VIKINGS AND CASTLES
Leaving Douglas, we start our story at Braddan Old Church where we will see some fine examples of the Island’s collection of remarkable Viking carved stone crosses.
We travel on to the Braaid, the site of an Iron Age long house and two Norse long houses, representing occupation until the 11th or 12th century.
Our journey takes us a few miles east to St Johns, and Tynwald Hill, one of the Island’s most distinctive landmarks. The hill is thought to be made from piles of stones bonded together with soil from all the Island’s 17 ancient parishes. Tynwald Hill plays host to an open-air meeting of the Island’s parliament, Tynwald, once a year. It is believed that the ceremony, which takes place on July 5th, was established by Norse Viking settlers over a thousand years ago making it the oldest continuous parliament in the world.
On then to Peel Castle once home to Christian missionaries, Viking warriors and kings. Constructed by the Vikings in the 11th century, the Castle stands on St Patrick’s Isle and remains an impressive feature on the Peel coastline. At the House of Manannan, the legendary sea god Manannan will guide us through the Island’s rich Celtic, Viking and maritime past from its origins as the centre of the Kingdom of Mann and the Isles. We can journey through life-size reconstructions and film shows that start in the Celtic Roundhouse and see the replica Viking ship Odin’s Raven.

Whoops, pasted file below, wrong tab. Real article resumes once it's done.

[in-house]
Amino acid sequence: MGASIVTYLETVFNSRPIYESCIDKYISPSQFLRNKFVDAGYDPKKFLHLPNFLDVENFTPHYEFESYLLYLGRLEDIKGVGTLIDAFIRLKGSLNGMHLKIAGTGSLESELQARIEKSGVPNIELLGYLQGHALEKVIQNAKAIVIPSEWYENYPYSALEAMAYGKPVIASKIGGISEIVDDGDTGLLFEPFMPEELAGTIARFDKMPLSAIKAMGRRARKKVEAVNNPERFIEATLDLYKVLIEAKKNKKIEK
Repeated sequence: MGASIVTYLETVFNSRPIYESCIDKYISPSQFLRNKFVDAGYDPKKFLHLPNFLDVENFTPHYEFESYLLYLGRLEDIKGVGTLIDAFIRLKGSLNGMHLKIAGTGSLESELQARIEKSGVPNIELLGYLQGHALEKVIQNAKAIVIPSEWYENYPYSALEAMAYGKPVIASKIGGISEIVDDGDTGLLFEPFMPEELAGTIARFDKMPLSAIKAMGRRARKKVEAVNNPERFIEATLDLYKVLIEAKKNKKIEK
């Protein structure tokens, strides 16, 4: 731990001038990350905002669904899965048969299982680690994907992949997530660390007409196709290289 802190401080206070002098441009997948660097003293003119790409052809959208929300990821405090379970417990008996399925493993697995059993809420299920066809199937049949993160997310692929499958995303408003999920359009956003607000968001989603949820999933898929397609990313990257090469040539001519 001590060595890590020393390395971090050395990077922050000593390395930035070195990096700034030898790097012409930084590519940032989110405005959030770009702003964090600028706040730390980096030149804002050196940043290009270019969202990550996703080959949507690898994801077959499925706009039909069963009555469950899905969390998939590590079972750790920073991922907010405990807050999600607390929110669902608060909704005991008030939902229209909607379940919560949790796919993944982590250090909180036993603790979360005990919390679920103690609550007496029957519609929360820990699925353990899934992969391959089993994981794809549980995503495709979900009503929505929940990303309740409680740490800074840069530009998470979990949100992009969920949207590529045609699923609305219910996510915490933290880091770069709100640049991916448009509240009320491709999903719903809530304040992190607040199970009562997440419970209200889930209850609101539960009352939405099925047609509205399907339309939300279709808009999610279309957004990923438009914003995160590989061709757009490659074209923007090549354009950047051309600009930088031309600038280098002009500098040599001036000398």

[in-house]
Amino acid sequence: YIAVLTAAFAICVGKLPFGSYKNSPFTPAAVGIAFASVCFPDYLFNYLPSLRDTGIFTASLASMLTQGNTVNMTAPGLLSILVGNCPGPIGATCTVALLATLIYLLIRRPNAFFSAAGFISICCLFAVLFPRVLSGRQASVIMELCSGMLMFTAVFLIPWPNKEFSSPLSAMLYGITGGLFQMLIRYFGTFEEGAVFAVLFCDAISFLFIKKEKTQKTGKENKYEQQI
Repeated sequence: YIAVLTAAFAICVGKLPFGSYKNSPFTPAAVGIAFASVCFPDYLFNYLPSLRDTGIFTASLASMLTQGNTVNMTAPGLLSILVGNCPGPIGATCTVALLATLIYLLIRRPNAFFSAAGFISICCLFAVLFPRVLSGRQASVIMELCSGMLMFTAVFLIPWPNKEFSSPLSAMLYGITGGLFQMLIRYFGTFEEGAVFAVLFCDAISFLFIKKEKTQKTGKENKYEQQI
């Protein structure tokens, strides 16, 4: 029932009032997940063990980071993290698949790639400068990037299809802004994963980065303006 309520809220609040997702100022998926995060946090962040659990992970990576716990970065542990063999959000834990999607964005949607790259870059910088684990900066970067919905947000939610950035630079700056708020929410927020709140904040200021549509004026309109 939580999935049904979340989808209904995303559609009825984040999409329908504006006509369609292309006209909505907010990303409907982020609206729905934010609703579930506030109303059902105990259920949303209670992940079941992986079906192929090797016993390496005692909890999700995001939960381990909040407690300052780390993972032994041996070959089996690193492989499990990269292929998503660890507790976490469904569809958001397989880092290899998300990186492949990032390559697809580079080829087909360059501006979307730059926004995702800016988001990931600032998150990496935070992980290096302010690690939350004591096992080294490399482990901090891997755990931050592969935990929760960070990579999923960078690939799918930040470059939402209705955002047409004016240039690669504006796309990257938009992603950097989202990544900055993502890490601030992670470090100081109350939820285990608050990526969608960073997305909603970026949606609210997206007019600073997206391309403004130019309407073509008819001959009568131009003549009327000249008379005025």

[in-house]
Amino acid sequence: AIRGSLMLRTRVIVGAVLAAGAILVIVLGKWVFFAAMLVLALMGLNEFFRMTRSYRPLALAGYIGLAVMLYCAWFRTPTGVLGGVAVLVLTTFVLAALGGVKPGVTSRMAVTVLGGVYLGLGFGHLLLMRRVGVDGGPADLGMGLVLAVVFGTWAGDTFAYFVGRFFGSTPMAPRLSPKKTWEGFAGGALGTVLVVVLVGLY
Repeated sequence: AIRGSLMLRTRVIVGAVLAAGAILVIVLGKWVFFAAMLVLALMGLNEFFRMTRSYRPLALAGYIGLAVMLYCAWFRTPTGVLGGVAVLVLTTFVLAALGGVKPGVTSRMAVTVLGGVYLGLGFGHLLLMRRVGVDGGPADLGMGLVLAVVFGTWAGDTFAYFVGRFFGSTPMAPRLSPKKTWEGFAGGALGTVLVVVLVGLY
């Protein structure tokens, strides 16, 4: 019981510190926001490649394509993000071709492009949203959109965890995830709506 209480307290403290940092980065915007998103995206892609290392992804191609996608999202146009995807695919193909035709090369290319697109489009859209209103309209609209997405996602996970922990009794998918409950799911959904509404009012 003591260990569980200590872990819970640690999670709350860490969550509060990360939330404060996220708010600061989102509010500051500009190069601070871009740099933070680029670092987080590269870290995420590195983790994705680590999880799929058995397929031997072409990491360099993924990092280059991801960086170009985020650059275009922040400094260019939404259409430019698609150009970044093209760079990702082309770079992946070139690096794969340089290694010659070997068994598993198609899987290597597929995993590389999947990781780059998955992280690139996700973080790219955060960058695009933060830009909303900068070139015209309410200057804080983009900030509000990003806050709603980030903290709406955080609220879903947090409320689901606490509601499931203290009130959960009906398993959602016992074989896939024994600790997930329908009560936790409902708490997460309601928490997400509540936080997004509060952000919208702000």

Heading south now to Balladoole, one of the Isle of Man’s most impressive ancient monuments. A 10th century AD Viking boat burial which dates to between 850AD and 950AD discovered in 1945 by a German refugee and a team from the internment camps based on the Island. The burial contained a 36ft long Viking ship and the bodies of a man and woman.
Our journey takes us next to Castletown the ancient capital of Mann. Curled around the southern coastline and a firm favourite with visitors. With its picturesque harbour and historic buildings and this idyllic town is the perfect place to explore. We take time to visit the imposing medieval fortress of Castle Rushen. Once home to the Kings and Lords of Mann, it now serves as a museum complete with era-accurate decorations and life-like settings, earning a reputation as one of the best-preserved medieval castles in Europe.